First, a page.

That is indeed what you added to the article, and it is all still there. No one has even edited the page since you added that information, let alone altering or reverting what you wrote. The information on the depth is exactly as you edited it, so are you saying that it was a mistake and should be corrected? Why do you think that it has not been ‘accepted’? Benea (talk) 04:45, 13 July 2008 (UTC)
(I'm assuming that you're User:KDPOW? If so, logging in will help in trying to clarify issues) Benea (talk) 04:47, 13 July 2008 (UTC)


Well that’s odd, as when I open up the page (even now) it still shows text as 'nearly' upside down and '155ft' as depth (and the link I inserted to the survey report is not their either). Why am I not seeing the changes? I didn’t think that someone (i.e. the general public) searching for info had to first be 'logged in' to view your pages? Are you implying that for anyone to see the changes they must first log in?

Kevin 124.171.135.199 (talk) 05:03, 13 July 2008 (UTC)

No you don't need to be logged in, though it's certainly more beneficial for you if you want to edit for a number of reasons. But it does suggest there is a problem with your computer/software, as the information is there as clear as day for me. If you click on the 'history' tab at the top, you will see all the contributions made to the article, the last set being four edits by you on 12 July, the last being at 06:54. If you can't see this it suggests that the page is not updating for you for some reason, but that the problem is at your end. Benea (talk) 05:09, 13 July 2008 (UTC)


Thanks for the heads up Benea! However, although I can see the four contribution headings on the history page, the main page (at my end) still shows no changes whatsoever. Any idea why my computer would show the changes on the history page but not update the main page?

Kevin 124.171.135.199 (talk) 06:05, 13 July 2008 (UTC)

PS. Benea, after posting last comment/question I called a friend and had him check the page via his computer. Interestingly, the changes don't show up via his computer either. Kevin124.171.135.199 (talk) 06:22, 13 July 2008 (UTC)

I'm afraid that's outside my area of expertise. You could ask at Wikipedia:Village pump, which handles such things as the project's software, and someone there may be able to provide an answer as to why the page isn't updating for you. The last paragraph of the page states 'The wreck lies upside down in 223 feet of water at approximately 3°33′36″N, 104°28′42″E.', and at the bottom of the references section is the link to the pdf, so the system has definitely saved the changes. Benea (talk) 13:15, 13 July 2008 (UTC)

Kevin, all your updates mentioned are showing to me and I have refreshed the page. It's a puzzle as to why you can't see them. Did you clear your browser history? Maybe it's loading a previous version of the page from your cache? Can't think of any other reason it would not show the page updates. Would you mind adding the depth in metres as well as feet as nowadays most nautical charts are metric. Also I'd appreciate it if you could confirm that the depth you stated is at chart datum and therefore tidal heights are additional to the actual charted depth. Oh, and thanks for the heads up on the current state of the wreck. Cheers! --Andy Wade (talk) 14:13, 13 July 2008 (UTC)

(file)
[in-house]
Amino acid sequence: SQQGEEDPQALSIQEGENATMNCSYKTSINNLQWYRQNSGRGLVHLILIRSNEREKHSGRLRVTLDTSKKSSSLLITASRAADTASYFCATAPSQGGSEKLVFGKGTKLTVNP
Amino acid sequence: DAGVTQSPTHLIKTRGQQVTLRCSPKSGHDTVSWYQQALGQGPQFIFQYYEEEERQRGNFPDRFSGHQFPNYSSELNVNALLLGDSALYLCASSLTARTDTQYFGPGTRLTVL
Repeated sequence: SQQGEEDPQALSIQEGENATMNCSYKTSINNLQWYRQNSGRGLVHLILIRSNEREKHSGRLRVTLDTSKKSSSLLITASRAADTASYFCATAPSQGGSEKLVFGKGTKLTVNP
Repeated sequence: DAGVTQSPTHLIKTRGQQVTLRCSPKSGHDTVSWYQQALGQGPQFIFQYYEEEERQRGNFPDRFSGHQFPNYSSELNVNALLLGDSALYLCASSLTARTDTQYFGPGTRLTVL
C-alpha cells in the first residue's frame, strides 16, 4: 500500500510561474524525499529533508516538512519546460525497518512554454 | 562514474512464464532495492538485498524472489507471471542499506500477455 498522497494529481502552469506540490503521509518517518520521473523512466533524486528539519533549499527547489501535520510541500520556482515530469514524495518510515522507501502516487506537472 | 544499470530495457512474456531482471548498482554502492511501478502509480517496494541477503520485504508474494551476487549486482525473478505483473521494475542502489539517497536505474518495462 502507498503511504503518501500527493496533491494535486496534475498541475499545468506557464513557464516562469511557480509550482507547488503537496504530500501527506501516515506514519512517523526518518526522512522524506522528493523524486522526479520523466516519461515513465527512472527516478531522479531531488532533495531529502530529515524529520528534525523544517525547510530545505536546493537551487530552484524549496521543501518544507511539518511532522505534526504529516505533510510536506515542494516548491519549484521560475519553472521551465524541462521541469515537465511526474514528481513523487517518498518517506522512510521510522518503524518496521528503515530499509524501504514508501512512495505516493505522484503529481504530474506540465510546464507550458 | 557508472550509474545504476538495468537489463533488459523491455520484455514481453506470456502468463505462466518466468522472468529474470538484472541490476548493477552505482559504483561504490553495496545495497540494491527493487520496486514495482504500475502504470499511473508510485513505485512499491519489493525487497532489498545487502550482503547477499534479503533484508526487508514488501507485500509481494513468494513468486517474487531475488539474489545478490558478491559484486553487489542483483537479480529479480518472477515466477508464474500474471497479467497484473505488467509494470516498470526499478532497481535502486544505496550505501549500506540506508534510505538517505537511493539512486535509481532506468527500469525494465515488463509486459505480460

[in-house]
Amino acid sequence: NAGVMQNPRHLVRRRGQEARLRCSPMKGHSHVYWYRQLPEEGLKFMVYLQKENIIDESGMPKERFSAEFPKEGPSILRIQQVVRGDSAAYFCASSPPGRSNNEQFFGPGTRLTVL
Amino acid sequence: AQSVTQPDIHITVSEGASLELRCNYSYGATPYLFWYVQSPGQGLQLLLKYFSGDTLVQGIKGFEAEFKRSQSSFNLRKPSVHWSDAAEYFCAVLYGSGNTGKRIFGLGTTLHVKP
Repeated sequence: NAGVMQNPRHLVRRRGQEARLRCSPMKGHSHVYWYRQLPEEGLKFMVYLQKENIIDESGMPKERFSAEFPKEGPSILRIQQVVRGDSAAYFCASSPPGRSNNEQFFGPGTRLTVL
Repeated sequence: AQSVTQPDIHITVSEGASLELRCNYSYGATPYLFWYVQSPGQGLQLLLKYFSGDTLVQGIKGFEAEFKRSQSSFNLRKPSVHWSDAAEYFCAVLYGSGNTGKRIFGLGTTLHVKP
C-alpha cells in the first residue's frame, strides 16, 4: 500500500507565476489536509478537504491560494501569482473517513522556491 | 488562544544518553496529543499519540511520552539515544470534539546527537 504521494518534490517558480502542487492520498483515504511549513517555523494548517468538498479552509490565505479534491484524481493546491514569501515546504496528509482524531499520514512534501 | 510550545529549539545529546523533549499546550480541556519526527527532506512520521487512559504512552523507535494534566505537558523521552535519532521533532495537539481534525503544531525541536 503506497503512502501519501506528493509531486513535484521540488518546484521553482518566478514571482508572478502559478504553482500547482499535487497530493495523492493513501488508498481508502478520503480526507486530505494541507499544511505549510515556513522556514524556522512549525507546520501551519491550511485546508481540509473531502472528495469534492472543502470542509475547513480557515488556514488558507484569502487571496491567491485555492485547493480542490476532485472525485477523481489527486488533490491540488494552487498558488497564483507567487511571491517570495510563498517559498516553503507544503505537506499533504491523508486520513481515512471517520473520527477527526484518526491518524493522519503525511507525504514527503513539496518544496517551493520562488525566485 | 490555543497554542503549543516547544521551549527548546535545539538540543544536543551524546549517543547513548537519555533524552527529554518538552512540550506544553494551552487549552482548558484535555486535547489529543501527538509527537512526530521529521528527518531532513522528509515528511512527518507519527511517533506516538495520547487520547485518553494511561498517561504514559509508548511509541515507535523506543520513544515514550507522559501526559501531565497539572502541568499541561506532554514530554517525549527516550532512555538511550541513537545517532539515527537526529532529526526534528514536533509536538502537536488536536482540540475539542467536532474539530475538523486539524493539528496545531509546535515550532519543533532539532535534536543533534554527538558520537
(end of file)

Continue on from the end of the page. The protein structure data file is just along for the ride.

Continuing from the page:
Story about naming of ship[edit]

I may be wrong, but I am a bit suspicious about the story about the naming of the ship in this article i.e. that it was at one time planned to be called "King Edward VIII". The reason is that "King George V" was launched earlier, so if Edward had not abdicated it would have been the first battleship of his reign. They were both laid down on the same day, did KGV overtake PoW during construction?

If there was some doubt about what the first ship of the class was to be called, what were they calling the class while it was being planned. Was it always thought to be likely that the first ship of the class would be KGV? PatGallacher (talk) 16:39, 1 August 2008 (UTC)

The HMS King George V (41) article states that she was planned as HMS King George VI, but that HM King George VI ordered that she be named for his father, the late King George V. This would imply that Edward chose the name of the second ship, but that his successor chose the name of the first ship, which seems back to front, especially if this article is claiming that KGV was originally going to be KEVIII, and the KGV article claiming she was going to be KGVI. Benea (talk) 16:48, 1 August 2008 (UTC)